All in all, it’s an admirable effort, but it raises some troubling questions about the kind of revival it fosters. The majority of tenants participating in Renew Australia are artists, designers or creative researchers of one kind or another. They do a pretty good job of bringing visitors and street life to the hallways where she had disappeared. But for the most part, they don’t bring hardware stores or drugstores or the other kinds of neighborhood businesses my dad used to recruit in Chicago. They aren’t exactly a magnet for local middle class families. Urban critic Joel Kotkin argued for years that you can’t create a full-fledged city revival with a range of artists and designers. You need a daily business that appeals to ordinary families with children. Renewal programs based on Australia’s do not appear to exist yet.
THERE MAY BE ONE IMPORTANT EXCEPTION: RESTAURANTS. It is true that the storefront restaurant industry was in turmoil even before the start of the COVID-19 pandemic, with mid-range establishments, often owned and operated by individual families, losing out to fine dining. on one side and fast food and fast casual on the other. And it is true that the pandemic has accelerated this trend. A market research firm, NPD Group, reported that the catering activity in restaurants had fallen by nearly 50% between 2019 and 2021. Last year, the group calculated, casual restaurants made four-fifths of their sales thanks to take-out, service at the wheel and on delivery.
Overall, those numbers don’t seem to herald a bright future for the family-run Italian cafe located on an urban shopping street with checkered tablecloths and photos of crooners on the wall. But people still want to eat out, including those with quiet dining and personalized service. They just want to do it outside. Restaurants ailing indoors found themselves winning back customers if they could set up on outdoor terraces or even a sidewalk facing the street. Local governments have cooperated by transforming parking spaces into dining areas.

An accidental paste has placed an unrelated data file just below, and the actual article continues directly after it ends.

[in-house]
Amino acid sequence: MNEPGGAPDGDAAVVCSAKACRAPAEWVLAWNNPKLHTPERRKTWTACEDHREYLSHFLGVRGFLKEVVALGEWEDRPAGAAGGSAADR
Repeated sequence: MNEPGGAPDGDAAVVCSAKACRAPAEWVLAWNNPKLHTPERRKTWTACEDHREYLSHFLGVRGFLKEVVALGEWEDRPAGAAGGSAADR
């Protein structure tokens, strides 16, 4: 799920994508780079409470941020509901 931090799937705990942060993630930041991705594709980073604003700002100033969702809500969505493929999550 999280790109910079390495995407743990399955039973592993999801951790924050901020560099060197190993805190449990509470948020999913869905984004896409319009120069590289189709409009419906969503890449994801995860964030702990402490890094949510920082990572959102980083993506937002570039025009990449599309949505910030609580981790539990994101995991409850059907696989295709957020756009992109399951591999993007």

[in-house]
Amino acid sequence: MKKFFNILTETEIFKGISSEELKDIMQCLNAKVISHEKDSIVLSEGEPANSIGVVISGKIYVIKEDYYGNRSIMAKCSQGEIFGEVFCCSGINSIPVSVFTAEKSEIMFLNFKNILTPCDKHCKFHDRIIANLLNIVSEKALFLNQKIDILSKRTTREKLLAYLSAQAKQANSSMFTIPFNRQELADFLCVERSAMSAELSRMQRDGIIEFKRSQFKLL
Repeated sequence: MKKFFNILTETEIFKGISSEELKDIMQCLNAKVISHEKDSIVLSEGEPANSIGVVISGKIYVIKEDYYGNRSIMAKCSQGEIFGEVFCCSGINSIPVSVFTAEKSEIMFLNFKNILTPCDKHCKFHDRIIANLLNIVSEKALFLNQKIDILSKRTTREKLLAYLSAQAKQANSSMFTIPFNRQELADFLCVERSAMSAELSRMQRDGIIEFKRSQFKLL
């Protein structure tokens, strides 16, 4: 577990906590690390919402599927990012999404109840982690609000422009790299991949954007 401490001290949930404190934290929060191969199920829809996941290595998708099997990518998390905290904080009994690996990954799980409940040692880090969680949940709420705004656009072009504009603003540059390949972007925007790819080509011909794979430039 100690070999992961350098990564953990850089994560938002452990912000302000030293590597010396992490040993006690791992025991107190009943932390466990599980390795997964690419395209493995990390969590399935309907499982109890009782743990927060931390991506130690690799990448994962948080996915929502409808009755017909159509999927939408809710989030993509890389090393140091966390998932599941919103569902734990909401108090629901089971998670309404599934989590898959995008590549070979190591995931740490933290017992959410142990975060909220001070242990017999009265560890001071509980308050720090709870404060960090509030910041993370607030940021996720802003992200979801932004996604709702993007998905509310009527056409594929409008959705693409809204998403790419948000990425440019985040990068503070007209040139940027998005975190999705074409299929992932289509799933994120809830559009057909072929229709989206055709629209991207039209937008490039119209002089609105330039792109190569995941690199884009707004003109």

Much of this outdoor boomlet, and the civic approval that came with it, persisted after the initial panic before vaccination subsided. It is impossible to predict how he will behave in the uncertainties of the present moment. But the evidence seems clear enough that with decent time and something interesting to explore, Americans still have a desire to experience the sidewalk that was at the heart of urban neighborhood life. On December 26, Boxing Day, it was unusually hot in my community in Northern Virginia. The streets were crowded with local residents – drinking coffee on the terraces, eating ice cream, browsing the local bookstore, checking rugs and quilts at a high-end household department store. None of this is to say that street trading is somehow back to what it used to be, or never will be. But it can survive if it’s smart enough to come up with the right product and the right format.
Meanwhile, the shift to remote working seems destined to continue pretty much unabated. Even if downtown offices return to in-person, full-time, or part-time employment, we will still have millions of middle-class Americans typing on computers or talking on Zoom calls from their home offices. A 2020 study by two economists from the University of Chicago postulated that 37% of all jobs in the United States could be done full-time remotely, and calculated that these jobs represent 46% of the country’s wages.
Even though they do much of their shopping on the Internet, remote workers will take breaks around the neighborhood, stop for a cup of coffee, a visit to the bookstore, or a trip to the pharmacy. If these places are attractive, home workers will frequent them. Despite the virus, the shopping streets of my remote-working daughter’s southern Minneapolis community have become a nest of busy cafes, sandwiches, and novelty stores. I am not saying that this renewal is a model for the future of urban neighborhoods. I’m just saying there’s a greater desire for it than we sometimes think.
My dad wouldn’t recognize all of this as sort of the business world he once operated in. But I’m pretty sure he would look there and tell me there are some great deals to be had.